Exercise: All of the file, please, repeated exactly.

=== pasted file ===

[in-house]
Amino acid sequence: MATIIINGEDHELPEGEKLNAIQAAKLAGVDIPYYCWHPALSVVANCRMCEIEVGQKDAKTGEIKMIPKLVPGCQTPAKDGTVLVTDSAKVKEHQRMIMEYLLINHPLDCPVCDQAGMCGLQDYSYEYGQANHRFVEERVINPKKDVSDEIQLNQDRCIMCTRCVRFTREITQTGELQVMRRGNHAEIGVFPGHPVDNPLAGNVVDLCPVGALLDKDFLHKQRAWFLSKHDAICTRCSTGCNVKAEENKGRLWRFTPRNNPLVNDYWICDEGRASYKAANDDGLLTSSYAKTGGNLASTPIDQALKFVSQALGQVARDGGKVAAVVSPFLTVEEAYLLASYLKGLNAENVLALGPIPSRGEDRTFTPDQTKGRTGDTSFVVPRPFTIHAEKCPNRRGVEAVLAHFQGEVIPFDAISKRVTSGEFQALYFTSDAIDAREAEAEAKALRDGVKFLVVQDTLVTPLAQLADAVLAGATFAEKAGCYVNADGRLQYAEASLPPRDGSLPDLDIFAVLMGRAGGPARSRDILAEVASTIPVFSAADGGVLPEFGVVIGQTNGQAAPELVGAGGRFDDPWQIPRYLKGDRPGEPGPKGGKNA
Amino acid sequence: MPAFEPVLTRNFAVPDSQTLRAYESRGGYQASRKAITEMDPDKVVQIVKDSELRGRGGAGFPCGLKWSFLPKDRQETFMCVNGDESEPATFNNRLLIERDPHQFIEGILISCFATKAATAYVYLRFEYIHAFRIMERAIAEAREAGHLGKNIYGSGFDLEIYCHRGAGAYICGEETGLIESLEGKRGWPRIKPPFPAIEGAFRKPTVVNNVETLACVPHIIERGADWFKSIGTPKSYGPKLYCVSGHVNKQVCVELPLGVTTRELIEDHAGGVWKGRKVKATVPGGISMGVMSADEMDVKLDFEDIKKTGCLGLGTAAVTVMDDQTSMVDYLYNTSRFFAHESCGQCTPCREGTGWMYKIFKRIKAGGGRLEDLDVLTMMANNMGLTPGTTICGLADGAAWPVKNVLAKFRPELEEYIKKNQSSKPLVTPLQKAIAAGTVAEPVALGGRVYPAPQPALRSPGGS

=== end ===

[in-house]
Amino acid sequence: MATIIINGEDHELPEGEKLNAIQAAKLAGVDIPYYCWHPALSVVANCRMCEIEVGQKDAKTGEIKMIPKLVPGCQTPAKDGTVLVTDSAKVKEHQRMIMEYLLINHPLDCPVCDQAGMCGLQDYSYEYGQANHRFVEERVINPKKDVSDEIQLNQDRCIMCTRCVRFTREITQTGELQVMRRGNHAEIGVFPGHPVDNPLAGNVVDLCPVGALLDKDFLHKQRAWFLSKHDAICTRCSTGCNVKAEENKGRLWRFTPRNNPLVNDYWICDEGRASYKAANDDGLLTSSYAKTGGNLASTPIDQALKFVSQALGQVARDGGKVAAVVSPFLTVEEAYLLASYLKGLNAENVLALGPIPSRGEDRTFTPDQTKGRTGDTSFVVPRPFTIHAEKCPNRRGVEAVLAHFQGEVIPFDAISKRVTSGEFQALYFTSDAIDAREAEAEAKALRDGVKFLVVQDTLVTPLAQLADAVLAGATFAEKAGCYVNADGRLQYAEASLPPRDGSLPDLDIFAVLMGRAGGPARSRDILAEVASTIPVFSAADGGVLPEFGVVIGQTNGQAAPELVGAGGRFDDPWQIPRYLKGDRPGEPGPKGGKNA
Amino acid sequence: MPAFEPVLTRNFAVPDSQTLRAYESRGGYQASRKAITEMDPDKVVQIVKDSELRGRGGAGFPCGLKWSFLPKDRQETFMCVNGDESEPATFNNRLLIERDPHQFIEGILISCFATKAATAYVYLRFEYIHAFRIMERAIAEAREAGHLGKNIYGSGFDLEIYCHRGAGAYICGEETGLIESLEGKRGWPRIKPPFPAIEGAFRKPTVVNNVETLACVPHIIERGADWFKSIGTPKSYGPKLYCVSGHVNKQVCVELPLGVTTRELIEDHAGGVWKGRKVKATVPGGISMGVMSADEMDVKLDFEDIKKTGCLGLGTAAVTVMDDQTSMVDYLYNTSRFFAHESCGQCTPCREGTGWMYKIFKRIKAGGGRLEDLDVLTMMANNMGLTPGTTICGLADGAAWPVKNVLAKFRPELEEYIKKNQSSKPLVTPLQKAIAAGTVAEPVALGGRVYPAPQPALRSPGGS